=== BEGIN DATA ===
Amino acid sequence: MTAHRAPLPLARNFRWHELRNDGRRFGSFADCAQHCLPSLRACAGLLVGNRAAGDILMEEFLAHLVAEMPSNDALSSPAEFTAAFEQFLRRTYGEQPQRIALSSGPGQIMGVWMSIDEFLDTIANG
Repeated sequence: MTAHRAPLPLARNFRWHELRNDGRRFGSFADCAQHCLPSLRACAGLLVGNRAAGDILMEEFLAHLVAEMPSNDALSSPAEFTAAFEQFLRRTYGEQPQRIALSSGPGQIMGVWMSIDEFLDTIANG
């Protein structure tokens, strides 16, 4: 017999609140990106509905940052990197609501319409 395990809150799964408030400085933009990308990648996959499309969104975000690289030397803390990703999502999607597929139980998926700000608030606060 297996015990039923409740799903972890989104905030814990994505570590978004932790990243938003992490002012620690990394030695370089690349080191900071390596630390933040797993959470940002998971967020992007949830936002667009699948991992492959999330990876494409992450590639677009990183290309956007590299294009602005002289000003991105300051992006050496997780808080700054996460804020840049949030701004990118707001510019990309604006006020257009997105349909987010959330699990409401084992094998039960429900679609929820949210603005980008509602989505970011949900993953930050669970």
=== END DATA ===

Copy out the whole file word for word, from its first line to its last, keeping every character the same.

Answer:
Amino acid sequence: MTAHRAPLPLARNFRWHELRNDGRRFGSFADCAQHCLPSLRACAGLLVGNRAAGDILMEEFLAHLVAEMPSNDALSSPAEFTAAFEQFLRRTYGEQPQRIALSSGPGQIMGVWMSIDEFLDTIANG
Repeated sequence: MTAHRAPLPLARNFRWHELRNDGRRFGSFADCAQHCLPSLRACAGLLVGNRAAGDILMEEFLAHLVAEMPSNDALSSPAEFTAAFEQFLRRTYGEQPQRIALSSGPGQIMGVWMSIDEFLDTIANG
């Protein structure tokens, strides 16, 4: 017999609140990106509905940052990197609501319409 395990809150799964408030400085933009990308990648996959499309969104975000690289030397803390990703999502999607597929139980998926700000608030606060 297996015990039923409740799903972890989104905030814990994505570590978004932790990243938003992490002012620690990394030695370089690349080191900071390596630390933040797993959470940002998971967020992007949830936002667009699948991992492959999330990876494409992450590639677009990183290309956007590299294009602005002289000003991105300051992006050496997780808080700054996460804020840049949030701004990118707001510019990309604006006020257009997105349909987010959330699990409401084992094998039960429900679609929820949210603005980008509602989505970011949900993953930050669970």